Tory Islanders - Orientation

Identification. Tory Island is a small island off the coast of County Donegal in the extreme northwest of Ireland. Politically it is part of the Republic of Ireland (Eire).

Location. The island, roughly 5 kilometers long and 1.6 kilometers at its widest, is oriented in a west-east direction and is 14 kilometers from the nearest landfall on the mainland. The cliffs on the north side rise to as much as 120 meters and protect the southern slopes from the sea, making a little agriculture possible. The climate is mild and temperate, with temperatures never reaching much more than 21° C in summer, or much less than 2° C in winter. Annual precipitation (average 102 centimeters) is somewhat lower than on the mainland, but storms of up to gale force 9 are common and the channel is known for its rough crosstides. The official growing season starts on 17 March (Saint Patrick's day) and continues to early October.

Demography. The population of Tory (with a fairly even sex ratio) is approximately 300. An accurate estimate is hard to establish because migrant laboring leads to a high population in the summer and low in the winter. The first census (1841) showed 399 (191 males, 208 females), and that of 1961, 264 (146 males, 118 females). The population of Ireland declined by one-half over the same period. In both cases emigration is the major factor, but high fertility (Tory net reproduction rate =1.6) prevents further decline.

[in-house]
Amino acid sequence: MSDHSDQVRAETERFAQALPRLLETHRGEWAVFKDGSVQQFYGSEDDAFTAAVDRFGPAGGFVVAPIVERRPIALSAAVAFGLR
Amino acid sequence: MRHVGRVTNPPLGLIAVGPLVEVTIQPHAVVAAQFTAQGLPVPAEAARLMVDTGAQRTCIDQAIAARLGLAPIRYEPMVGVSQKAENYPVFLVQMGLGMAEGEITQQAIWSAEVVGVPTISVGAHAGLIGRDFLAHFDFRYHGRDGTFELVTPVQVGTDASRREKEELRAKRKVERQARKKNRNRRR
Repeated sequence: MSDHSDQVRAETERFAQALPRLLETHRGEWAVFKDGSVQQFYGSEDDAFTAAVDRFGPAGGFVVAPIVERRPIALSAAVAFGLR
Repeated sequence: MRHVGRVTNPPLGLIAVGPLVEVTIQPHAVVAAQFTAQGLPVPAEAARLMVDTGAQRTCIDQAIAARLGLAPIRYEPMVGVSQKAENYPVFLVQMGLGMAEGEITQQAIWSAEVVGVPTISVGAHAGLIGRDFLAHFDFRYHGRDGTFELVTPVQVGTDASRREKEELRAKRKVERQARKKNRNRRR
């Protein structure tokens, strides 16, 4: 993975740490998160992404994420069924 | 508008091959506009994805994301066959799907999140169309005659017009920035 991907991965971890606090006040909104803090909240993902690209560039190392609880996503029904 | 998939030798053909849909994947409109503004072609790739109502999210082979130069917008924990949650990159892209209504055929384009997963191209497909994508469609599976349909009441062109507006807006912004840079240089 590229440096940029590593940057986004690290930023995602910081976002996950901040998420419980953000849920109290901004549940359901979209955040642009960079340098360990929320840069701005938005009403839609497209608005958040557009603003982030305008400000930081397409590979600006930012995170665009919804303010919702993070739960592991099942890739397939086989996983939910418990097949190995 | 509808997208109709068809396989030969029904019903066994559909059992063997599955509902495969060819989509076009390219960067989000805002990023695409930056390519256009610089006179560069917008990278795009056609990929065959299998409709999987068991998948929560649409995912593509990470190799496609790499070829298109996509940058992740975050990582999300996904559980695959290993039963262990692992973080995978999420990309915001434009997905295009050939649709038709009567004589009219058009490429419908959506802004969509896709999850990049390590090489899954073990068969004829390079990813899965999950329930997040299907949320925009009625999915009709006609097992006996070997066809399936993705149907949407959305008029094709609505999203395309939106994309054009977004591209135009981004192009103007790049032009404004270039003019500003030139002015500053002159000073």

Linguistic Affiliation. The islanders speak as a first Language the northern dialect of Irish Gaelic, which has strong affinities with its daughter dialect, Scots Gaelic, as spoken in the highlands and islands of Scotland. Both are related to Welsh, Breton, and Cornish (extinct) as members of the once-widespread Celtic Branch of the Indo-European Language Family. Many islanders also speak English with varying degrees of fluency depending on degree of contact. English is taught as a second language in school, and some people are literate in both languages. Spoken Gaelic is now heavily loaded with English loanwords, but these are easily Gaelicized and assimilated.

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